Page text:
The book contains 200 of Falcon’s drawings, now in the hands of public bodies for posterity, and the bulk of them record the industrial heritage of Blaenau Ffestiniog, Falcon’s home for over forty years.
In the course of the book I learnt a lot about his life: how he got the impressive name of Falcon; how he came to move from Grimsby to Coventry, to London and eventually to Blaenau Ffestiniog; his bold decision to give up job security to follow his calling. I loved the drawing he sent to his mother depicting the layout of his bedsit in Putney during the times when he designed, amongst other things, first class bars and cabins for cruise liners.
Within the book there are many favourite drawings for me including the series depicting Tŷ Uncorn, the one chimney house with four tiny cottages sharing a central chimney. Was this a pioneering attempt at central heating? I like knowing what it looks like inside as I walk past it near the police station.
The final chapter is written by Falcon and titled ‘My Working Process’. On the last page he talks about the drawings made in other industrial towns in which the buildings have long since been demolished or renovated. ....’After half a century of recording, I believe that Blaenau Ffestiniog and its landscape are the best and most complete surviving industrial landscape in Britain’ .... ‘I feel we should save one example of a nineteenth-century industrial town as a complete cultural and historic entity. So my final message is: if you like my pictures, then please take care of the subject that inspired them.’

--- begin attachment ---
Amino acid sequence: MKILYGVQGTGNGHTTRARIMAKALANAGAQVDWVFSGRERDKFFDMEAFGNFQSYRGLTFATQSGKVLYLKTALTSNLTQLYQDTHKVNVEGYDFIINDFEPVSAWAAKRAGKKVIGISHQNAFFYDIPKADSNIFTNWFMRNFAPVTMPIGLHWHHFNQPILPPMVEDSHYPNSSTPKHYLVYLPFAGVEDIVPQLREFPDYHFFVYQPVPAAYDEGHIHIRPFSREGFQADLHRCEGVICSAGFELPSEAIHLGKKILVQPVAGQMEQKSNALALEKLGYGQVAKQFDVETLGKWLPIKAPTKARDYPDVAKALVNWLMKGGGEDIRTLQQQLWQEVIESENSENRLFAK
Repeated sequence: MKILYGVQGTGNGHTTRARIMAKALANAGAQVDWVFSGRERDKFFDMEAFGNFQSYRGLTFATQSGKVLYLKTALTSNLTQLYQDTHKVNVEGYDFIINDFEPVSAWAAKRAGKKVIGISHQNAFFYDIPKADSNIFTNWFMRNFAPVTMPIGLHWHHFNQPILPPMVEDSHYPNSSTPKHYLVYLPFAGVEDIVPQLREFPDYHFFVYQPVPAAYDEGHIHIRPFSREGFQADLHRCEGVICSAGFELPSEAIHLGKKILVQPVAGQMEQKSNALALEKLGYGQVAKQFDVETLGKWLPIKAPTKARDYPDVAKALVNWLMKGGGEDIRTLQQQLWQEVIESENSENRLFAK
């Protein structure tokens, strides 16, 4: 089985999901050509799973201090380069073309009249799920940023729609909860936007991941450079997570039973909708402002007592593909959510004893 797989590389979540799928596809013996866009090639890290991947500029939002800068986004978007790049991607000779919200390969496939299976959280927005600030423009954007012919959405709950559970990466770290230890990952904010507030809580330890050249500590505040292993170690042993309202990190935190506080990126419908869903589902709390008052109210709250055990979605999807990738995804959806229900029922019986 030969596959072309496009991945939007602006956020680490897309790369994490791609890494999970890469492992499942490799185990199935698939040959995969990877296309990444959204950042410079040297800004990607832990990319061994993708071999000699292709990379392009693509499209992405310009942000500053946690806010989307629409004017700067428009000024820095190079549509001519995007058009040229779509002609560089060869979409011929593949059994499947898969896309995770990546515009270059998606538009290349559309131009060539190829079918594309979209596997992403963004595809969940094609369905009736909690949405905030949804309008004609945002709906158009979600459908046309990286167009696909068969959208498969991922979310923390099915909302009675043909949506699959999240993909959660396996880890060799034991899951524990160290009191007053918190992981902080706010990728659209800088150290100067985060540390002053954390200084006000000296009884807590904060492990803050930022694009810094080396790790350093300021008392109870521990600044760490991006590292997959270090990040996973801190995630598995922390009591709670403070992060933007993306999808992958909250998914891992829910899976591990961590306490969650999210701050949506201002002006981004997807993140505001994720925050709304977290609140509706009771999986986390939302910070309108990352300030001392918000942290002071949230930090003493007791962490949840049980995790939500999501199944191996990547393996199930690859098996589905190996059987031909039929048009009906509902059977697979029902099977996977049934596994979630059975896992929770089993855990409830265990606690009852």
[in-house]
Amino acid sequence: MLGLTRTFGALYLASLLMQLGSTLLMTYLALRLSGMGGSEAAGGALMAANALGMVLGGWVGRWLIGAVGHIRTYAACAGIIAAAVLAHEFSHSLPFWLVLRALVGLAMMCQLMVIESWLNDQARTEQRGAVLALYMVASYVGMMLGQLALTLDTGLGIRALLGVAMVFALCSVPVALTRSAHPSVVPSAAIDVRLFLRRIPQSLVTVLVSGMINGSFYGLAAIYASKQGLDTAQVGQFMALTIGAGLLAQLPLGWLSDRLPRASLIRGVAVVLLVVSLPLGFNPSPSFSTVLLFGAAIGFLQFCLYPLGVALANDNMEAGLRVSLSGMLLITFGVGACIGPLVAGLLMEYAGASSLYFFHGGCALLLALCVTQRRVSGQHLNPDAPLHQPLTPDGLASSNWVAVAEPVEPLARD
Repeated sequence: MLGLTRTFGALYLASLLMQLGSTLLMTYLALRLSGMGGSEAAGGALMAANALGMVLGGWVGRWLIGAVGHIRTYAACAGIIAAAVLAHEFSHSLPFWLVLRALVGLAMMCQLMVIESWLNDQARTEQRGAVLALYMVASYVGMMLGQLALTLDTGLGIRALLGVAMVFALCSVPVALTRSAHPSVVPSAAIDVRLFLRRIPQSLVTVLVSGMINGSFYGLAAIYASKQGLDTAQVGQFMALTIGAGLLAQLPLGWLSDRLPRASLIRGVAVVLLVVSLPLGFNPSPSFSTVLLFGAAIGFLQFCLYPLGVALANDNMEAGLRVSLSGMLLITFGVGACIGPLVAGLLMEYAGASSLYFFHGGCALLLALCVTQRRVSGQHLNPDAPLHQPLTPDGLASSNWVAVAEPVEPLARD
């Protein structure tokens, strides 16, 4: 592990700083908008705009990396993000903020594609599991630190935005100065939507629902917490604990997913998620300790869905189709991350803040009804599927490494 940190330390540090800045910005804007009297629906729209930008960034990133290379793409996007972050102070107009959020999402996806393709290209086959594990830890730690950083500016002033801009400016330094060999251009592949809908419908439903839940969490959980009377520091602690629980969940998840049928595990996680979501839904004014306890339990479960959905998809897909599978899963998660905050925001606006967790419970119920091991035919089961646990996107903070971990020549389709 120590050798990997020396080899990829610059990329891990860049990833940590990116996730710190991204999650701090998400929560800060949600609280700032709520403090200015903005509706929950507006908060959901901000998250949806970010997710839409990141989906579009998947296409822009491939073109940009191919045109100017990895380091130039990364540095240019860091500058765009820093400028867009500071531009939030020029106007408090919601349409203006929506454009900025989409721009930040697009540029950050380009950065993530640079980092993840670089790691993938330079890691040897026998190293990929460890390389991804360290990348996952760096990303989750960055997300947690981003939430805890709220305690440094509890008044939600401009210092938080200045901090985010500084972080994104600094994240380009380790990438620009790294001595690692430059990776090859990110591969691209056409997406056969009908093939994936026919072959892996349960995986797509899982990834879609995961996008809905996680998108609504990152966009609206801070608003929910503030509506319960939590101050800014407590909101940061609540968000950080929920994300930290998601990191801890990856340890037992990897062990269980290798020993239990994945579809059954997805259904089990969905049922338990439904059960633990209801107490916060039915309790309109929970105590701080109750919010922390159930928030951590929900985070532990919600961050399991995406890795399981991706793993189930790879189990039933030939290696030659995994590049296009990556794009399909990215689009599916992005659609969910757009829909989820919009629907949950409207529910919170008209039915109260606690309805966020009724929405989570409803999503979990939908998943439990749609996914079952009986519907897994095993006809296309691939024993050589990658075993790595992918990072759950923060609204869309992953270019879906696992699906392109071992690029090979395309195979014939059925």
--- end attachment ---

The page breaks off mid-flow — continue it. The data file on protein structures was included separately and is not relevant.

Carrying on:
And so we should. As for the book, which has been published by The Royal Commission on Ancient and Historical Monuments of Wales, not only do I recommend it, I suggest you get three copies. One for cutting out and framing images on left hand pages, another for the right hand pages and the third for a good read.